To achieve his goal in December 1981 Springsteen asked his guitar technician, Mike Batlan, to set up a no frills “porta-studio” in a spare room of Bruce’s Colts Neck, NJ home. Some modification work was done to the room to make it more receptive to achieving a decent sound. Batlan purchased a Teac Tascam (Series 144) 4-track cassette recorder, 2 x Shure SM57 mics and 2 x mic stands. The sound was mixed through an old Gibson Echoplex and an old Panasonic boom box acted as the mix-down deck.
Springsteen recorded during the first few days of January, with the bulk of the songs recorded in one all day/night session on January 3, 1982. There were 15 songs recorded and some of them were recorded 2 or 3 times in slightly different arrangements. However two or three months later, with a few of these 15 songs by-then earmarked for coverage by the E Street Band, Springsteen recorded 2 additional songs (“My Father’s House” and “The Big Payback”) at home on the same equipment – thus making a total of 17 different songs…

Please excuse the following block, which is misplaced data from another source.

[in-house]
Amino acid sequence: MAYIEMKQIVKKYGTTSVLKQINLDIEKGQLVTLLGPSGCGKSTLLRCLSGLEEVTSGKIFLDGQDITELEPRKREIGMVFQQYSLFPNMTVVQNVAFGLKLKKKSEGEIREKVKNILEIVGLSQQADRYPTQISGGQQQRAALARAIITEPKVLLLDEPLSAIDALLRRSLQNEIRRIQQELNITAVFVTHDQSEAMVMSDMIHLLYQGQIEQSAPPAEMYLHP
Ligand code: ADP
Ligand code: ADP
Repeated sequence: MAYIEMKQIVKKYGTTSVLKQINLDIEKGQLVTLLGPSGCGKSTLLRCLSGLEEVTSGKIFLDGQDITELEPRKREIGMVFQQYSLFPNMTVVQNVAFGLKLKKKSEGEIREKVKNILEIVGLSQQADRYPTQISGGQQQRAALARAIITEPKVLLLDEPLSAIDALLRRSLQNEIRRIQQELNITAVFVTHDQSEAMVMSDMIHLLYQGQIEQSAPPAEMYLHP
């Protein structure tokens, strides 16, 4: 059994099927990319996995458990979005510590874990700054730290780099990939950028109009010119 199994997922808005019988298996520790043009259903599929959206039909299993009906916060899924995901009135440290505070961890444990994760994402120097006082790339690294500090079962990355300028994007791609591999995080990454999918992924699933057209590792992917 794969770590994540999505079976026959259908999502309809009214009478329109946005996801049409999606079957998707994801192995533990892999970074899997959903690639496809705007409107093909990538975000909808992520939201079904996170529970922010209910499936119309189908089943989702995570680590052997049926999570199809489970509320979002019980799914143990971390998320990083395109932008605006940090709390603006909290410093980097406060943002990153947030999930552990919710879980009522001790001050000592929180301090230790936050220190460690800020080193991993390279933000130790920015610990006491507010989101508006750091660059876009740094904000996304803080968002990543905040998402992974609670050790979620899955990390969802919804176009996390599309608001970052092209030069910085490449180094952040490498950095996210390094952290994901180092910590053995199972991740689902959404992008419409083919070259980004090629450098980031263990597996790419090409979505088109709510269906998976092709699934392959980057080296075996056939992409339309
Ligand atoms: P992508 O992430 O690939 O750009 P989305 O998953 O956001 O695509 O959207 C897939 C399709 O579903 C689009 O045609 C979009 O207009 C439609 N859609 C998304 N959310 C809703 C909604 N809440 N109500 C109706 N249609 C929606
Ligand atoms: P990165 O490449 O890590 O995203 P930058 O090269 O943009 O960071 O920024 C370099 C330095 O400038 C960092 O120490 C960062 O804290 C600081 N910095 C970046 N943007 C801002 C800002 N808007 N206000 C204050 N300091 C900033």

…Always, the choice of material is a revelation. The Beast In Me (written by former son-in-law, Nick Lowe) could be autobiographical. And while writers like horrorpunk figurehead Glenn Danzig or Tom Waits probably would never have figured on his radar were it not for Rubin; time and again the duo found songs that were, in Cash’s hands, to take on new life. This willingness to experiment was to set a precedent: Subsequent albums were to see him work magic on material from Nine Inch Nails to U2 and Depeche Mode. But Johnny Cash’s final road to redemption and artistic fulfillment starts here…
~Chris Jones (bbc.co.uk)
American Recordings did something very important — it gave Cash a chance to show how much he could do with a set of great songs and no creative interference, and it afforded him the respect he’d been denied for so long, and the result is a powerful and intimate album that brought the Man in Black back to the spotlight, where he belonged.
~Mark Deming (allmusic.com)
#1 – Delia’s Gone